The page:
Interpretation

One of my favourite pairs of earrings is “Deciphering As Art“, by Elise Matthesen (whose other jewelry you can currently find on Etsy). They’re pretty simple; tiny squares of striated grey stone, with a grey fiber-optic bead dangling under them. They’re a beautiful, simple reminder of the process of taking something you’re actually presented with that  has a quality or a tendency,

I have been thinking about this a bit lately. I had a very long discussion about reconciling  Deadpool’s Rule (thank you, Foz Meadows) with calling out queerbaiting recently. The two points which came out of it were:

  • It’s reasonable to look at a character’s actions and interactions and draw the conclusion that said character is not straight without them explicitly naming themselves as such. (Deadpool’s Rule)
  • It’s reasonable to look at a creator (or creative team) that consistently refuses to give non-straight characters or interactions commensurate page time, screen time, and/or validation, and get frustrated and angry.
    (You might feel like you want to throw something at the interrelated shows which have a couple hundred episodes between them and have had canonically gay characters for nearly three years and have two married gay couples and still haven’t ever managed to have two guys kissing onscreen. Just as a for-instance.)

I generally assume interpretation of a character is going to be done in good faith. I may not agree with it, and in certain extremely rare cases[1] I may conclude that you are bringing some very specific preconceptions to the text, but I will assume it is being done in good faith. But just because you read a character as having a marginalized identity, it doesn’t mean you can’t want the work in which you found them in to do better.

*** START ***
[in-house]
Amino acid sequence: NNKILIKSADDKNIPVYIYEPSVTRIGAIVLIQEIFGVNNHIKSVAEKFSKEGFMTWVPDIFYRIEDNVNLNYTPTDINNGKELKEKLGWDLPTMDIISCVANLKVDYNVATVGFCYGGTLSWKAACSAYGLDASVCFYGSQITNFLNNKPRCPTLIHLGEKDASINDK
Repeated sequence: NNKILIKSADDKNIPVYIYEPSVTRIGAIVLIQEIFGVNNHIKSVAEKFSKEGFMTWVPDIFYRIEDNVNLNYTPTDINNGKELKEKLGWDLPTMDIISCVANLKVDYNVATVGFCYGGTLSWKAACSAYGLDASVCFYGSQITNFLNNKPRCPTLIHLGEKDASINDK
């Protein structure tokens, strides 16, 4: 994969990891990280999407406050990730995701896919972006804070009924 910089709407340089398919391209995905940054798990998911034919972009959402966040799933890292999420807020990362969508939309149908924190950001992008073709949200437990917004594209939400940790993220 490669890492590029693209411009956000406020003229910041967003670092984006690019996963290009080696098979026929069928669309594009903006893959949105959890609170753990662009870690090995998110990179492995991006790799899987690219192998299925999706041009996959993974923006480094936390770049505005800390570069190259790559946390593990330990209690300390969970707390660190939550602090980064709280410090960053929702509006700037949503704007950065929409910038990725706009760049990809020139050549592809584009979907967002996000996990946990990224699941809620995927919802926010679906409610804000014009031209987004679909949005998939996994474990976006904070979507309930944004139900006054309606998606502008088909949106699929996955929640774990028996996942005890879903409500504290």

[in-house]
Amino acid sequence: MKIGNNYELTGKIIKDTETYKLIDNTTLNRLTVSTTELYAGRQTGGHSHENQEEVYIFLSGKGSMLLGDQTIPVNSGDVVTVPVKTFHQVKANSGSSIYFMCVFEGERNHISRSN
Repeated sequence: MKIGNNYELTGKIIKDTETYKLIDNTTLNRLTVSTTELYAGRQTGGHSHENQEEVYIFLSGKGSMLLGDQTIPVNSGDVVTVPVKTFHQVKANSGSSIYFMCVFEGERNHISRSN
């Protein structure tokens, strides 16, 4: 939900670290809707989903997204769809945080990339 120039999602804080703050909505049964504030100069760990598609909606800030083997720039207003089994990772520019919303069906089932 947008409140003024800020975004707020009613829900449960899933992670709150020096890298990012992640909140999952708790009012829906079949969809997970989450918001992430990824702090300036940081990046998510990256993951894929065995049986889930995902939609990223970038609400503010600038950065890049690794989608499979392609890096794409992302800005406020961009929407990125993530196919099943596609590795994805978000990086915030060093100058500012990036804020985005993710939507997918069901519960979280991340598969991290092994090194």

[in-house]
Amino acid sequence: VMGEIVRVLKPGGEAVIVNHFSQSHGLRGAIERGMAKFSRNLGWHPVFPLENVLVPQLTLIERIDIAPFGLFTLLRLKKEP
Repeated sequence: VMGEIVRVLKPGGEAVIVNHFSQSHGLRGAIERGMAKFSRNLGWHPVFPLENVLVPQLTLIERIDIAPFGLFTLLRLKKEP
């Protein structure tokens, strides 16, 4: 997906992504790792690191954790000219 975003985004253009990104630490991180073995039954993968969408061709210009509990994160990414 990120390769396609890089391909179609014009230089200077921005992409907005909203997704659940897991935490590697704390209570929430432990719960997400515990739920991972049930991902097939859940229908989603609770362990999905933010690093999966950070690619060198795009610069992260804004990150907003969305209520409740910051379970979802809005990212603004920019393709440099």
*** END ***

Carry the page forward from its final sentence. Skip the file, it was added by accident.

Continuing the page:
Seeing something in a work that resonates with you doesn’t mean that the creator stood behind what you’re seeing. (It can! It often does! But it can also mean you’ve picked up on something the creator didn’t intend or didn’t want to showcase.) It doesn’t mean you’re endorsing the creator. And it’s okay to call out shortcomings, and to expect better.
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[1] Like the time someone told me I should keep in mind that Gregor Clegane had been bullied as a child for being the biggest and the strongest.

“Loob”, by Bob Leman

The proof is this: they are here, the Goster County dogs.

This is one of those moments where you really need to read the story in order to appreciate the line, which on the one hand I kind of tend to avoid–but on the other hand after four years of wanting a copy of Bob Leman’s collection Feesters in the Lake, I am looking like I will actually get a copy of Feesters in the Lake, and I am celebrating.

I’ve spoken about Bob Leman before. His writing, from what I’ve seen, is elegant and restrained. I’m not sure I’d go so far as to call it understated, but his horror whispers, it does not shout.

You can read “Loob” in full at Weird Fiction Review.

Red and gold.